AMD's Senior Vice President, Sam Naffziger, had a lot to talk about regarding GPU efficiency, power numbers, chiplets, cache, and how their competitors stack up to them in an interview with Venture Beat.
AMD President & Tech Architect Talks Energy-Efficient Computing, GPUs, Chiplets & How They Are Addressing The Competition
Sam Naffziger has been at AMD for 16 years and currently has the role of the Senior Vice President, Corporate Fellow, and Product Technology Architect at the red camp. One of the key areas where Sam has focused is the power efficiency and power technology department. A few years ago, AMD laid out an ambitious goal of hitting 25x performance efficiency by 2020, and the company actually achieved it. Currently, AMD-Powered supercomputers not only land in the Top 500 but also on the Green 500 list. Now, the company is taking things further, achieving a 30x efficiency growth by 2025 or just 3 years from now. Considering all of the techs that AMD has coming soon (& detailed at FAD '22), we are really excited to see AMD hitting this goal.
During the interview, Sam talked about some of the key ways how they are achieving these goals and how the competition compares to them. It is no longer a mystery that next-gen GPUs are going to get more power-hungry. AMD recently confirmed this themselves and we have several NVIDIA leaks confirming the same thing.
In a slide presented by AMD, the company expects GPUs to hit over 600W TDP figures even before 2025. The company states that 'Power consumption is exploding since demand is outstripping the gains'. To address this, AMD has a few key technologies up its sleeves that will allow them to ship a GPU that's compelling in both performance and wattage versus the competition.
We’ve driven the frequency up, and that is something unique to AMD. Our GPU frequencies are 2.5 GHz plus now, which is hitting levels not before achieved. It’s not that the process technology is that much faster, but we’ve systematically gone through the design, re-architected the critical paths at a low level, the things that get in the way of high frequency, and done that in a power-efficient way.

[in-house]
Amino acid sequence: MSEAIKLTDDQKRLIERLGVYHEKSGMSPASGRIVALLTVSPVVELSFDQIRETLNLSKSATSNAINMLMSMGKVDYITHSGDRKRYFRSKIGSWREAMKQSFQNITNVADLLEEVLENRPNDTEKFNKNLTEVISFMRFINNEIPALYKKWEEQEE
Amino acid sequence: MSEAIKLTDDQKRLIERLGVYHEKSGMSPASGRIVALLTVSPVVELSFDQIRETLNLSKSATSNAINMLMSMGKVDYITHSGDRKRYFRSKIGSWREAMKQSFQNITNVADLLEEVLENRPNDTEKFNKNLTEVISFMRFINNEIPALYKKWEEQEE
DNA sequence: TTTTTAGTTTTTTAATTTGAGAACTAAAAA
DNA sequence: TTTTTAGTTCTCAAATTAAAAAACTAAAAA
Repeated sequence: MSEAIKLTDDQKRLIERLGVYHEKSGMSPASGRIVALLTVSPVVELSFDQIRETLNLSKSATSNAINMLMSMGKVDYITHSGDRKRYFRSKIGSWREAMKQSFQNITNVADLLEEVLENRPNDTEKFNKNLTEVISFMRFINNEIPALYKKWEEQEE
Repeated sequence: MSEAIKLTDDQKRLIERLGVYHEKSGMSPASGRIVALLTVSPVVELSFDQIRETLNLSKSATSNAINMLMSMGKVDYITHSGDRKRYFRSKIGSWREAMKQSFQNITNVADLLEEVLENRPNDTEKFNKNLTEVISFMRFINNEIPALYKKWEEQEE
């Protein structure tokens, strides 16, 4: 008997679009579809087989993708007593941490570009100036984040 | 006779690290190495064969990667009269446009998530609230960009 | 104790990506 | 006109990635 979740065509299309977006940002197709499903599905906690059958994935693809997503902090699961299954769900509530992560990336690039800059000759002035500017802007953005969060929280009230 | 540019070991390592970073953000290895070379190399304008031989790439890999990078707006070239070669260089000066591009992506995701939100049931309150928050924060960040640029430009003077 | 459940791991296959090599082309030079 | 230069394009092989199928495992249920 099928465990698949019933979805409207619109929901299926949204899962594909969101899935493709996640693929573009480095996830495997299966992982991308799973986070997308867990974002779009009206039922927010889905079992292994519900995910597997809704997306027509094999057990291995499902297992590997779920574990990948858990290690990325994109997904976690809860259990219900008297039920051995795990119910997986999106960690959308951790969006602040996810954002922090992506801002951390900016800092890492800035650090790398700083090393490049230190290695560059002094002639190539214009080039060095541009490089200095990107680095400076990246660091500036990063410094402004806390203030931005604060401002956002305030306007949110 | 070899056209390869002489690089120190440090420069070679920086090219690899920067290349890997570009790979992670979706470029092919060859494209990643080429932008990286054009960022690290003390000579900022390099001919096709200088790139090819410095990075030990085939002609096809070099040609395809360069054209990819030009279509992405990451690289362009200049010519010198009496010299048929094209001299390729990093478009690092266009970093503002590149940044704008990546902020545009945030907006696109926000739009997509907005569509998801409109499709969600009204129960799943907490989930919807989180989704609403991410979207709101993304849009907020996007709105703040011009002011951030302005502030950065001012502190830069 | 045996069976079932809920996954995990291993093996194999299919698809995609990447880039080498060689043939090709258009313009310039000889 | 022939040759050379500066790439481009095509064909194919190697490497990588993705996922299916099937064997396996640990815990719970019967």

Frequency tends to have a reputation of resulting in high power. But in reality, if it’s done right, and we just re-architect the paths to reduce the levels of logic required, without adding a bunch of huge gates and extra pipe stages and such, we can get the work done faster. If you know what drives power consumption in silicon processors, it’s voltage. That’s a quadratic effect on power. To hit 2.5 GHz, Nvidia could do that, and in fact they do it with overclocked parts, but that drives the voltage up to very high levels, 1.2 or 1.3 volts. That’s a squared impact on power. Whereas we achieve those high frequencies at modest voltages and do so much more efficiently.
We analyze our design pre-silicon, as we’re in the process of developing it, to assess that efficiency.
We absolutely analyzed heavily the Nvidia designs and what they were doing, and of course targeted doing much better.
It can already be seen in RDNA 2 which hits over 2.5 GHz clock speeds while retaining a lower wattage than its direct competition from NVIDIA. Sam highlights that the high power levels come directly from voltage. He states that NVIDIA GPUs can achieve the same clock speeds and even hit those in custom variants but to do so, they have to drive the voltages to the extreme (1.2-1.3V). That's much higher than the voltages AMD ship their GPUs with to achieve the same or even higher clock speeds.